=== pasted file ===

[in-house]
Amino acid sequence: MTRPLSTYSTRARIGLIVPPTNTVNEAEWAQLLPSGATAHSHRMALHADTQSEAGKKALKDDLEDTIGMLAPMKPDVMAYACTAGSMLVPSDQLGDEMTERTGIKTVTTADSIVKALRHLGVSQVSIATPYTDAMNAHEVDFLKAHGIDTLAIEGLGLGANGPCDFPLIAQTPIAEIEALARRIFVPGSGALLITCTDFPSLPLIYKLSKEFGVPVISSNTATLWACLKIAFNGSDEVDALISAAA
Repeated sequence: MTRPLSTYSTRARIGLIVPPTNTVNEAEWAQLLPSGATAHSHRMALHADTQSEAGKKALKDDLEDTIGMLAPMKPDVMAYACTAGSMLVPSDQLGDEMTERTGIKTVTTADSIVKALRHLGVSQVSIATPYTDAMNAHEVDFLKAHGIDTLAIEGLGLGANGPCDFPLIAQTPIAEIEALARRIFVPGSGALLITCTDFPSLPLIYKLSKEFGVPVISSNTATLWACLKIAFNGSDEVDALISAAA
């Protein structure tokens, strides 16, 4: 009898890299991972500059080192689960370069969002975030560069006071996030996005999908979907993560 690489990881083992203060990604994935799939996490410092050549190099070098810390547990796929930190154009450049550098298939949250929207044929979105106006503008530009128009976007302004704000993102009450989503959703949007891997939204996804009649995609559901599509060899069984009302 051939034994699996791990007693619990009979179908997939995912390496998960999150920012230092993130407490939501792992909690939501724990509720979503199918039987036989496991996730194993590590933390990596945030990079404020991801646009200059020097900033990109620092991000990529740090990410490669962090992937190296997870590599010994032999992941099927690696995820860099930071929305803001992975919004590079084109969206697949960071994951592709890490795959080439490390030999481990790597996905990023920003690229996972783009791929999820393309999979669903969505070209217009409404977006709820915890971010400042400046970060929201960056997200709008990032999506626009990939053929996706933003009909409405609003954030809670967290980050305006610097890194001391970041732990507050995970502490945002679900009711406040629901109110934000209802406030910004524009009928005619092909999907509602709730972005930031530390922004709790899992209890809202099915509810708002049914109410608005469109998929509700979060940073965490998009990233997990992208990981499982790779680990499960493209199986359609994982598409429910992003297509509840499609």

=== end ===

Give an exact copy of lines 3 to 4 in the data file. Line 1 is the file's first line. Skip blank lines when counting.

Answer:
Repeated sequence: MTRPLSTYSTRARIGLIVPPTNTVNEAEWAQLLPSGATAHSHRMALHADTQSEAGKKALKDDLEDTIGMLAPMKPDVMAYACTAGSMLVPSDQLGDEMTERTGIKTVTTADSIVKALRHLGVSQVSIATPYTDAMNAHEVDFLKAHGIDTLAIEGLGLGANGPCDFPLIAQTPIAEIEALARRIFVPGSGALLITCTDFPSLPLIYKLSKEFGVPVISSNTATLWACLKIAFNGSDEVDALISAAA
């Protein structure tokens, strides 16, 4: 009898890299991972500059080192689960370069969002975030560069006071996030996005999908979907993560 690489990881083992203060990604994935799939996490410092050549190099070098810390547990796929930190154009450049550098298939949250929207044929979105106006503008530009128009976007302004704000993102009450989503959703949007891997939204996804009649995609559901599509060899069984009302 051939034994699996791990007693619990009979179908997939995912390496998960999150920012230092993130407490939501792992909690939501724990509720979503199918039987036989496991996730194993590590933390990596945030990079404020991801646009200059020097900033990109620092991000990529740090990410490669962090992937190296997870590599010994032999992941099927690696995820860099930071929305803001992975919004590079084109969206697949960071994951592709890490795959080439490390030999481990790597996905990023920003690229996972783009791929999820393309999979669903969505070209217009409404977006709820915890971010400042400046970060929201960056997200709008990032999506626009990939053929996706933003009909409405609003954030809670967290980050305006610097890194001391970041732990507050995970502490945002679900009711406040629901109110934000209802406030910004524009009928005619092909999907509602709730972005930031530390922004709790899992209890809202099915509810708002049914109410608005469109998929509700979060940073965490998009990233997990992208990981499982790779680990499960493209199986359609994982598409429910992003297509509840499609």